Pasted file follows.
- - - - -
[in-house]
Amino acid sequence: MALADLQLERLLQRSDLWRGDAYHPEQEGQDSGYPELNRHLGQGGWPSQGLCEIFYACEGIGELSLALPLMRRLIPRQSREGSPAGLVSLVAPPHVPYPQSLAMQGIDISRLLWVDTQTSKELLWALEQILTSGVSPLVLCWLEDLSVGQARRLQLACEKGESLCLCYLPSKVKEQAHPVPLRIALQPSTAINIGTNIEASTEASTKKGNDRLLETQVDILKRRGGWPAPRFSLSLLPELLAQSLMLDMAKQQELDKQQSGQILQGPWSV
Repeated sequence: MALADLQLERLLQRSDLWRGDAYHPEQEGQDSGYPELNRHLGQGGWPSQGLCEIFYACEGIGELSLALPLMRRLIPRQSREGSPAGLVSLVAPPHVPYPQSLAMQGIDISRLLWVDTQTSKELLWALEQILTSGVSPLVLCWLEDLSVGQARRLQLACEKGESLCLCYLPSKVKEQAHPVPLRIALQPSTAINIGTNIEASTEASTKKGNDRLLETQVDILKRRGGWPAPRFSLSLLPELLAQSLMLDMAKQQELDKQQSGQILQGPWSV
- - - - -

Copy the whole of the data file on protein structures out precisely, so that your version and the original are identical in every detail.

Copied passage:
[in-house]
Amino acid sequence: MALADLQLERLLQRSDLWRGDAYHPEQEGQDSGYPELNRHLGQGGWPSQGLCEIFYACEGIGELSLALPLMRRLIPRQSREGSPAGLVSLVAPPHVPYPQSLAMQGIDISRLLWVDTQTSKELLWALEQILTSGVSPLVLCWLEDLSVGQARRLQLACEKGESLCLCYLPSKVKEQAHPVPLRIALQPSTAINIGTNIEASTEASTKKGNDRLLETQVDILKRRGGWPAPRFSLSLLPELLAQSLMLDMAKQQELDKQQSGQILQGPWSV
Repeated sequence: MALADLQLERLLQRSDLWRGDAYHPEQEGQDSGYPELNRHLGQGGWPSQGLCEIFYACEGIGELSLALPLMRRLIPRQSREGSPAGLVSLVAPPHVPYPQSLAMQGIDISRLLWVDTQTSKELLWALEQILTSGVSPLVLCWLEDLSVGQARRLQLACEKGESLCLCYLPSKVKEQAHPVPLRIALQPSTAINIGTNIEASTEASTKKGNDRLLETQVDILKRRGGWPAPRFSLSLLPELLAQSLMLDMAKQQELDKQQSGQILQGPWSV